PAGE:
The word psychopath gets bandied about a lot these days, especially by the unqualified (said the true crime podcasters). But are we using the term correctly? It has become so much a part of our lingua franca that a roommate leaving their dirty dishes in the sink overnight could earn themselves the title far too easily. Or, how many times have you dissected the behavior of your friend’s “psycho” ex? We’re all guilty of it, but as usual, most of us don’t know what the hell we’re talking about.
Psychopathy is possibly the most well-known but least understood personality disorder out there, so let’s get into it . . .
We tend to use psychopathy and antisocial personality disorder (ASPD) interchangeably, but the best way to think about it is as psychopathy being a subset of ASPD. So what is antisocial personality disorder? ASPD is a Cluster B personality disorder, which means that it belongs to the erratic personality disorder family. Cluster B is also home to borderline personality disorder, histrionic personality disorder, and narcissistic personality disorder (more on these in chapters 5 and 6).
ASPD is a diagnosable condition, as it is listed in the American Psychiatric Association’s Diagnostic and Statistical Manual of Mental Disorders, Fifth Edition (DSM-5), and it is thought to affect about 3 percent of the general population and around 80 percent of incarcerated populations. There are seven criteria, three of which must be met for a diagnosis: violating social norms; deceitfulness; impulsivity; irritability; irresponsibility; manipulative; and lack of remorse.
Psychopathy, on the other hand, is not a mental disorder, and as such it can’t really be diagnosed. Psychopathy can be thought of as a construct, typified by a lack of empathy and callous behavior. And while ASPD is categorical (i.e., you have it or you don’t), psychopathy is generally considered to be on a spectrum.
And what about sociopathy? Another term we tend to mix into this confusing soup of disorders. Well, sociopaths are generally considered to be created through abuse and trauma, unlike the genetic psychopath, and while many of us confuse the two terms given some similar behaviors— such as a lack of empathy, dishonesty, and shallow emotions—they are two very different constructs. Not just in terms of how they are formed in a person, but also because the sociopath, unlike the psychopath, is actually highly emotional (when it comes to negative emotions like rage) and likely to be very reckless. The best way to differentiate the two is to think of a cold, calculated, in control psychopath versus a hot-headed, volatile, impulsive sociopath.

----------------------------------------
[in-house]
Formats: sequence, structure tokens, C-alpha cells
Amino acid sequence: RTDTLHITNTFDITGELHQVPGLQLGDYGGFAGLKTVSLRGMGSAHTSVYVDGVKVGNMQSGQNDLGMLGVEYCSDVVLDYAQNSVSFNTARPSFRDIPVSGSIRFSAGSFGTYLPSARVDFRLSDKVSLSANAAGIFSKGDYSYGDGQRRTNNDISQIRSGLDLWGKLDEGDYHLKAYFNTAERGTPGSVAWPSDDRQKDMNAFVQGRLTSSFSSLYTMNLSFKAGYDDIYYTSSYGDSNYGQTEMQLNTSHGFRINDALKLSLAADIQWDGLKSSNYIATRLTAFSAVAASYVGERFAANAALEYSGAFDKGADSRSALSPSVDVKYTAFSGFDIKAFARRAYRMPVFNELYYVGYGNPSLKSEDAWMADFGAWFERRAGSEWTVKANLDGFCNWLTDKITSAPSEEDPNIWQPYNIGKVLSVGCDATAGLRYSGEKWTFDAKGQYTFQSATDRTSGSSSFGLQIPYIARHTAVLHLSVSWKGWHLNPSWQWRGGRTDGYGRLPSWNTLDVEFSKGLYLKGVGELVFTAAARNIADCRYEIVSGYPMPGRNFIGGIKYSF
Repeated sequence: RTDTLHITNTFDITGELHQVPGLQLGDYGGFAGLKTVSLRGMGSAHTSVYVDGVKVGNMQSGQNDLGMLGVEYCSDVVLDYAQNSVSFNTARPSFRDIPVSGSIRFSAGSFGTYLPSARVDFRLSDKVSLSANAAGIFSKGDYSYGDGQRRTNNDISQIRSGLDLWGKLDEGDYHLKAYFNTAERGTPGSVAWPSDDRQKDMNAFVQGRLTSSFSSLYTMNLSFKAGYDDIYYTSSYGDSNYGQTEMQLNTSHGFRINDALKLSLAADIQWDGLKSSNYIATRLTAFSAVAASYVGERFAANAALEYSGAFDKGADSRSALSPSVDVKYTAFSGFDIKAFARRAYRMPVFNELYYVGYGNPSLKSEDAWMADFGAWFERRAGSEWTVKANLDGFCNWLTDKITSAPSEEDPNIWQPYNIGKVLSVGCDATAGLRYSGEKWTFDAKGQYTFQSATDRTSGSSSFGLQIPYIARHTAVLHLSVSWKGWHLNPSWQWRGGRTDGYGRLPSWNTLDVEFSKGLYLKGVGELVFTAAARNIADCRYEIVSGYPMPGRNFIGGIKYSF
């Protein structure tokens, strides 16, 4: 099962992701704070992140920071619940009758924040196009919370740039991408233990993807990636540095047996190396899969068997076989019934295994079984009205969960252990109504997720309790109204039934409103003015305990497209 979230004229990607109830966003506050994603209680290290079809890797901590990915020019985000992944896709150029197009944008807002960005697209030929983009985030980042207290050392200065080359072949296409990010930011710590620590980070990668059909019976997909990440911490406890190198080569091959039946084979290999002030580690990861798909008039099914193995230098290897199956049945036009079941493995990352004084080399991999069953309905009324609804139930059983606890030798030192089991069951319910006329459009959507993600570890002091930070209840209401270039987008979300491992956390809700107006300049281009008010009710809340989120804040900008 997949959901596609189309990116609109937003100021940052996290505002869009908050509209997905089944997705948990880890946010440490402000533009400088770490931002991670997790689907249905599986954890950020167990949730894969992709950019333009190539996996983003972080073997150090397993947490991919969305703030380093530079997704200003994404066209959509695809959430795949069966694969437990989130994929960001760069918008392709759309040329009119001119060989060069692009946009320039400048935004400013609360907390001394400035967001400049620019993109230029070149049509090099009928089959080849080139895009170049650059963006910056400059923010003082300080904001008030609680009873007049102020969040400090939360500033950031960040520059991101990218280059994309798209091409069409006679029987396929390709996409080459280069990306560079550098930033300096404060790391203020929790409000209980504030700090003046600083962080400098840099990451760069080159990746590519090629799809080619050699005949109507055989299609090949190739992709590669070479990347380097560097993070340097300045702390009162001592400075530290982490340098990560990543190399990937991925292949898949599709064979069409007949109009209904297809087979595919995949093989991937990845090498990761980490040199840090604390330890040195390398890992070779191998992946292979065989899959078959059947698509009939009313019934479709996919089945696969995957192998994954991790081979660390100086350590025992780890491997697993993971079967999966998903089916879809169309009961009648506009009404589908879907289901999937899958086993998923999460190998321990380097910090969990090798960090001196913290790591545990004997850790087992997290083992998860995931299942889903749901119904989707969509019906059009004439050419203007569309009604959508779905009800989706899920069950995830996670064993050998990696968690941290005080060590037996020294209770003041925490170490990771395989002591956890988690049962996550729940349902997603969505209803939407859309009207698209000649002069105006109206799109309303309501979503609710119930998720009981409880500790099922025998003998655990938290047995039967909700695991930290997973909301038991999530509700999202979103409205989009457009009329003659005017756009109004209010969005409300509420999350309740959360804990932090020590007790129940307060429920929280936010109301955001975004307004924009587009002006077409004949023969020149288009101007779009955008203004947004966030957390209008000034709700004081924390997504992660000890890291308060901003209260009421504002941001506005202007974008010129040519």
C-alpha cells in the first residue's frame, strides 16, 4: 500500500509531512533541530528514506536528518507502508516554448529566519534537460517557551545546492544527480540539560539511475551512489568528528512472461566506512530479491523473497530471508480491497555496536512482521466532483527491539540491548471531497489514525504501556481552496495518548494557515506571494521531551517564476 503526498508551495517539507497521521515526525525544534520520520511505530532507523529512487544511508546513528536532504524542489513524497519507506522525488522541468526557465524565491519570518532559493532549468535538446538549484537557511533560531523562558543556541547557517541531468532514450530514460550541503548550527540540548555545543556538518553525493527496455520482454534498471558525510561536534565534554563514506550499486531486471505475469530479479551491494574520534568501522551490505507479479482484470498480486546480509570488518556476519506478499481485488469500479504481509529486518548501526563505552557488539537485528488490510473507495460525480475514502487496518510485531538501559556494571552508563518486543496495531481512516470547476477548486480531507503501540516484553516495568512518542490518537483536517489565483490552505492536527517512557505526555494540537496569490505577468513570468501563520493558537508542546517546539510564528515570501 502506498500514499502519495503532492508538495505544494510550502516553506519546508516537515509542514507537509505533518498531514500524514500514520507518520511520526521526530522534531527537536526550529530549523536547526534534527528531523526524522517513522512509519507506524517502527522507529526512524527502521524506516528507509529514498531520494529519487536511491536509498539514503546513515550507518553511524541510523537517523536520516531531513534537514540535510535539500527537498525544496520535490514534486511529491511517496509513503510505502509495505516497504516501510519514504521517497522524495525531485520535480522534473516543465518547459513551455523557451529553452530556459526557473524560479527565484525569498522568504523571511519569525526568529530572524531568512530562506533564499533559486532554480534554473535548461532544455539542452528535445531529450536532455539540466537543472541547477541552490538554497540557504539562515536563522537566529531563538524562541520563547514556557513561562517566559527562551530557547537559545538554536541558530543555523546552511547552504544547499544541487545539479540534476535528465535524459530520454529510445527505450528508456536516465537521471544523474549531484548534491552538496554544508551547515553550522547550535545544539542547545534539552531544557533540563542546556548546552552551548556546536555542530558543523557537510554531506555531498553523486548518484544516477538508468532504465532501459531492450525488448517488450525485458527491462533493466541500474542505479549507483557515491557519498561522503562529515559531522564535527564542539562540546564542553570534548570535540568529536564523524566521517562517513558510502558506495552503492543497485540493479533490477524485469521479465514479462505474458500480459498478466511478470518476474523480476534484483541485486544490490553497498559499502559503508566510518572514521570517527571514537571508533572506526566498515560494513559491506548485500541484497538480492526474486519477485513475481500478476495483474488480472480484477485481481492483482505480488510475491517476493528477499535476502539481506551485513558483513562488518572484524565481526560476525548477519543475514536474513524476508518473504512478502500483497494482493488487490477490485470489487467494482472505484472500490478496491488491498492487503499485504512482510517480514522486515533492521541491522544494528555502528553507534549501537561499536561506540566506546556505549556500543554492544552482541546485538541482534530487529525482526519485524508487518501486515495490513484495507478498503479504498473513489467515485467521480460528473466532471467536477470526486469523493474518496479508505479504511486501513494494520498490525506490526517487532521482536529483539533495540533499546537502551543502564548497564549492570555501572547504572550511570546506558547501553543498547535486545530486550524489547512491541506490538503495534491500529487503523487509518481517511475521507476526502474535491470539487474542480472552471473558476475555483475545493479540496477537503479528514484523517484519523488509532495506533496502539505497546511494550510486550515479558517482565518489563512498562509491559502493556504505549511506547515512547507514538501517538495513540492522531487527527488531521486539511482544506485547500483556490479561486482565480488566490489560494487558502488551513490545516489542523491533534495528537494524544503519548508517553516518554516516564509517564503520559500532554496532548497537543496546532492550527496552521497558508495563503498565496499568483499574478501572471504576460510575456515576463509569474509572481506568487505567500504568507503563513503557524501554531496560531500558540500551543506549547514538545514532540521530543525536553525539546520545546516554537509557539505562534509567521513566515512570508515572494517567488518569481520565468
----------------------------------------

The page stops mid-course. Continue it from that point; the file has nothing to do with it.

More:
Now that we’ve cleared that up, let’s get back to psychopathy, and the specific traits that psychopaths display. Psychopaths are considered the most extreme citizens of the Antisocial Personality kingdom. They are usually charming, narcissistic, superficial, impulsive, callous, unemotional, and—like mean girls in high schools the world over—they have no problem throwing others under the bus to get what they want. Their only goal is the pursuit of pleasure, which, according to Lucy Foulkes in her study “Inverted Social Reward: Associations between Psychopathic Traits and Self Report and Experimental Measures of Social Reward,” can be gained by hurting others, engaging in antisocial behavior, and being coercive and nasty.
That being said, despite what the Bateses and Batemans of Hollywood want you to believe, psychopaths do have feelings. They can feel excited or even happy, although the stakes have to be much higher than they would for a “normal” person. Crucially, guilt, anxiety, empathy, and remorse do not make an appearance. According to Dr. Hare, a forerunner of the psychopathic research space, these “intraspecies predators” are not much fun to be around. Although they may understand the emotions of others, psychopaths don’t tend to feel bad about any harm they cause. A guilt-free life may sound great, especially to the fallen Catholics among us, but having a psychopathic brain is by no means a one-way ticket to easy street.
Excerpted from RedHanded: An Exploration of Criminals, Cannibals, Cults, and What Makes a Killer Tick by Suruthi Bala and Hannah Maguire with permission. Copyright © 2021. Available from Running Press, an imprint of Hachette Book Group, Inc.
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by Suruthi Bala
by Hannah Maguire
How do we responsibly consume these kinds of stories as entertainment, and more importantly, what can we learn from them? RedHanded rejects the narrative of killers as monsters and that a victim "was in the wrong place at the wrong time," and instead tells the stories we want to hear in a way that challenges perceptions and asks the hard questions about society, gender, poverty, culture, and even our politics.
After meeting at a party in London where they both discovered they listened to the same murder podcasts, Hannah Maguire and Suruthi Bala drunkenly promised to one day start their own true crime podcast together and the rest is history. From the hosts of the hit true crime podcast RedHanded (dubbed by Rick & Morty creator Dan Harmon as the "best true crime podcast I've heard, ever"), Hannah Maguire and Suruthi Bala have amassed a cult following of "spooky bitches" amounting to an incredibly strong 63k downloads per episode and 728k backlist downloads every month in the US alone.
With candor, humor, interviews with experts, research on real-life cases, and an unflinching dissection of what makes a killer tick, Bala and Maguire take us through the societal, behavioral, and cultural phenomena that make victims—and their murderers—our collective responsibility and to find out once and for all: what makes a killer tick?
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